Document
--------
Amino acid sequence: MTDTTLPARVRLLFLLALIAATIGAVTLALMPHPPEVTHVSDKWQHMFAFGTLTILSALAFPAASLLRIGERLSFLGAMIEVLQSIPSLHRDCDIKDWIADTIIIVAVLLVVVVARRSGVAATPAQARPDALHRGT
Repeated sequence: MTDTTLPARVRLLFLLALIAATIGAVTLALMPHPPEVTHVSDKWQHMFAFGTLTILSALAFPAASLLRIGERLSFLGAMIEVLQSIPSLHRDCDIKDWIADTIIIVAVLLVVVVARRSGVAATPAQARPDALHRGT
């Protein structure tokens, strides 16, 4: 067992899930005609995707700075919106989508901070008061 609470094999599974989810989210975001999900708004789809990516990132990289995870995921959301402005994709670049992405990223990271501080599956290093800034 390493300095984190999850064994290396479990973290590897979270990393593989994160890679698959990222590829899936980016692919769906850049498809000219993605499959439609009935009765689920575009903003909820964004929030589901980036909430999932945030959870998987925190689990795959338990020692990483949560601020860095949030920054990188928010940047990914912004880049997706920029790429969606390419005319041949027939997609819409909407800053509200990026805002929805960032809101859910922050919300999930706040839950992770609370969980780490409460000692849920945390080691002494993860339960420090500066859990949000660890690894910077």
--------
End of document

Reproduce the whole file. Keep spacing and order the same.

Amino acid sequence: MTDTTLPARVRLLFLLALIAATIGAVTLALMPHPPEVTHVSDKWQHMFAFGTLTILSALAFPAASLLRIGERLSFLGAMIEVLQSIPSLHRDCDIKDWIADTIIIVAVLLVVVVARRSGVAATPAQARPDALHRGT
Repeated sequence: MTDTTLPARVRLLFLLALIAATIGAVTLALMPHPPEVTHVSDKWQHMFAFGTLTILSALAFPAASLLRIGERLSFLGAMIEVLQSIPSLHRDCDIKDWIADTIIIVAVLLVVVVARRSGVAATPAQARPDALHRGT
């Protein structure tokens, strides 16, 4: 067992899930005609995707700075919106989508901070008061 609470094999599974989810989210975001999900708004789809990516990132990289995870995921959301402005994709670049992405990223990271501080599956290093800034 390493300095984190999850064994290396479990973290590897979270990393593989994160890679698959990222590829899936980016692919769906850049498809000219993605499959439609009935009765689920575009903003909820964004929030589901980036909430999932945030959870998987925190689990795959338990020692990483949560601020860095949030920054990188928010940047990914912004880049997706920029790429969606390419005319041949027939997609819409909407800053509200990026805002929805960032809101859910922050919300999930706040839950992770609370969980780490409460000692849920945390080691002494993860339960420090500066859990949000660890690894910077």